How to avoid the entrepreneur’s “doomsday” mistake


By Emeric Ernoult, {grow} Community Member

I am an entrepreneur who has made a lot of mistakes.

Ultimately, I have created a successful start-up (more than once!) but I am passionate about helping others and today I thought I would reflect on what I have learned about overcoming mistakes with your new business. Especially the BIG ONE.

1. Don’t fear most mistakes

Making mistakes is unavoidable. Even Bill Gates and Steve Jobs made big mistakes, and there is no doubt that you will too.

Most of the time, mistakes are beneficial as you learn what works and what doesn’t. Sometimes there is actually no other way to learn that! The mistakes will happen, so most of the time, embracing them and learning from them is the best attitude to take.

“Move fast, break things” is one of Facebook’s mottos. In a way, that means “don’t be afraid of making mistakes as long as you move things forward quickly.” I like that.

2. Be aware of the doomsday mistake that will kill your business

I’m not afraid of mistakes. Well … with one exception. There is one kind of mistake that will not help you grow. It will kill your business. Here it is. Are you ready?

The doomsday mistake is thinking you are building a product or service that people want to pay for when, in fact, they won’t.

You’re probably thinking “duh, I knew that.” Well, I thought I knew that too and I made that mistakes twice! And I am a smart guy. But being smart does not prevent you from making that mistake. Actually, it makes it even worse, because the smarter you are, the better you are at convincing yourself and others that you have a great idea that people will pay for when you actually don’t!

Here is the thought process that leads smart people into the doomsday mistake:

  • We have a great idea (or one we think is great)
  • We get excited and manage to get a couple people excited as well. Now people are confirming that this is a good idea!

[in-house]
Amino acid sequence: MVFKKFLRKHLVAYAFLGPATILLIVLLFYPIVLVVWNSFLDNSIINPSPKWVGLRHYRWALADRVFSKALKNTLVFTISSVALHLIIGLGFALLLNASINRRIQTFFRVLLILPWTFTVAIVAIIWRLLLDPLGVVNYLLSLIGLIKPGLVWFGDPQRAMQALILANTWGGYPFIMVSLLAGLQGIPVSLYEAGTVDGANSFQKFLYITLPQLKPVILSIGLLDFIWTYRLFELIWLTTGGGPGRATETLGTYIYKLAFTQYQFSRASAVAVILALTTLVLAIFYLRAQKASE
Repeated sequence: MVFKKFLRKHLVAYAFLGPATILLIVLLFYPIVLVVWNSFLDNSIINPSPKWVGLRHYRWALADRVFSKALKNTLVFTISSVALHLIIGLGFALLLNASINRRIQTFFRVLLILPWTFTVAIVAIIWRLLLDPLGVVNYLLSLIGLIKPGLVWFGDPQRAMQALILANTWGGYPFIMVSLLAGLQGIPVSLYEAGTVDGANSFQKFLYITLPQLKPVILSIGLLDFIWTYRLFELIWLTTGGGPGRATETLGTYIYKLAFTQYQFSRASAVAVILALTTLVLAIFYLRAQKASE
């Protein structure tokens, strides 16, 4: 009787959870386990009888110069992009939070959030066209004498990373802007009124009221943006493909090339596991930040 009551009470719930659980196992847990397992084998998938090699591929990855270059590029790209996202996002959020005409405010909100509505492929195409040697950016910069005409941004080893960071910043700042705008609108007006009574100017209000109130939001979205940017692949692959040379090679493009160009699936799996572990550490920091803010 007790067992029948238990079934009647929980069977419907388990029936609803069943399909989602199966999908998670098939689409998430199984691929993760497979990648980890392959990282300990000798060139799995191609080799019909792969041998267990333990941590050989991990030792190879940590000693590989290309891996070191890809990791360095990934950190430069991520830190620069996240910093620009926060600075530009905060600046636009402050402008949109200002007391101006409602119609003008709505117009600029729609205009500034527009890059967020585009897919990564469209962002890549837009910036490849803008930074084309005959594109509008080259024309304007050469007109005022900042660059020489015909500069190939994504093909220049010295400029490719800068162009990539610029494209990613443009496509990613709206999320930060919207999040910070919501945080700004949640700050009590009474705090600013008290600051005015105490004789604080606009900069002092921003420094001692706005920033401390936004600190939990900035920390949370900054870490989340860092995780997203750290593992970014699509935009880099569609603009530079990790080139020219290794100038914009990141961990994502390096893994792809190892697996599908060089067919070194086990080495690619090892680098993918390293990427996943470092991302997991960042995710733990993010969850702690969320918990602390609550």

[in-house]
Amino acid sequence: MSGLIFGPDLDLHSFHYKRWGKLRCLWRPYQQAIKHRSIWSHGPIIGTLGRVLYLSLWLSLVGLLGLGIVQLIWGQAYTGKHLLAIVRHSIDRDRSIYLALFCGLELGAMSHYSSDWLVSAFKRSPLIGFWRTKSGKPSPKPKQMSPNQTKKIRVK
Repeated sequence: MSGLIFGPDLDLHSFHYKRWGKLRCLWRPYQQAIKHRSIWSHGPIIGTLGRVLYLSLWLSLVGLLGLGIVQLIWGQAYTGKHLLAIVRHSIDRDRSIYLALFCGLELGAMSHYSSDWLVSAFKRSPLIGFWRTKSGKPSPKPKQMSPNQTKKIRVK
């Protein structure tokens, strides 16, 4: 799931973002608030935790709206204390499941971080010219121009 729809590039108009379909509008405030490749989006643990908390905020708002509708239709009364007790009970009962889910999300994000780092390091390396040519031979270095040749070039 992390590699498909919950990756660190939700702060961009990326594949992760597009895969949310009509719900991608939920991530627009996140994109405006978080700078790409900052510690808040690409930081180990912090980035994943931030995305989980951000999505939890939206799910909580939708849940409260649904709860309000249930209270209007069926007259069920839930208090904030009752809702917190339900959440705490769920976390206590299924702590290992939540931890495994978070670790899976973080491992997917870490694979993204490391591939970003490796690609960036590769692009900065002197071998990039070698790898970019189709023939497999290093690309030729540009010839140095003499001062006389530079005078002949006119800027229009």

• We start investing time and/or money building a product or service from that idea
  • We invest a LOT in it before it hits the market so we can judge reaction
  • When it does hit the market, it does poorly
  • We blame the initial failure on marketing, not enough ad budget, not enough VC money, etc
  • We fire the agency and spend more money on marketing and advertising, thinking that will fix the problem,
  • Nothing changes
  • 3 years later and our savings have gone away
  • We finally realize that not enough people were ready to pay for this product or service
  • We promise ourselves we will never make that mistake again

If you read these lines and get the point, you’ve saved yourself a lot of heartbreak and money!

3. Insulating your business from the doomsday mistake

Before spending money on product development, spend money to determine if there is a sufficient market demand. I know the mantra of Silicon Valley is “just build it” but that can also lead to big problems.

Here is an example of an entrepreneur who did it right:

Noah Kagan had the idea of selling apps at a discount. But building the infrastructure of a new business was going to be a big investment in time and money … an investment he could not afford to make without some assurance of sales!

So he built a nice landing page with a description of the idea and an email capture form. He then ran a very small ad campaign on adwords ($50 I think) to promote his concept. He got a good CTR on his ads and a lot of emails from people interested in the idea.

With very little investment, he had an indication that the market was ready to pay for his idea, so he built it and has been tremendously successful with AppSumo.

Here is another example of mitigating risk from the real estate business.

A good friend of mine invests in properties so he can rent them. Making a wrong decision can cost him hundreds of thousands of dollars.

Every time he sees a property he wants to buy, he runs an ad in the local newspaper (or website) to “rent” the place he is considering. This allows him to test demand for a property before he buys it and also tests the price points. No (or few) calls means that this piece of real estate will be a risky investment. Lots of calls mean that it will be a good investment.

Your turn, what is the deadliest mistake you think entrepreneurs can make and how are you mitigating risk?

emeric ernoultEmeric Ernoult is a serial entrepreneur and the founder of AgoraPulse, a company providing Facebook management and analytics capabilities.

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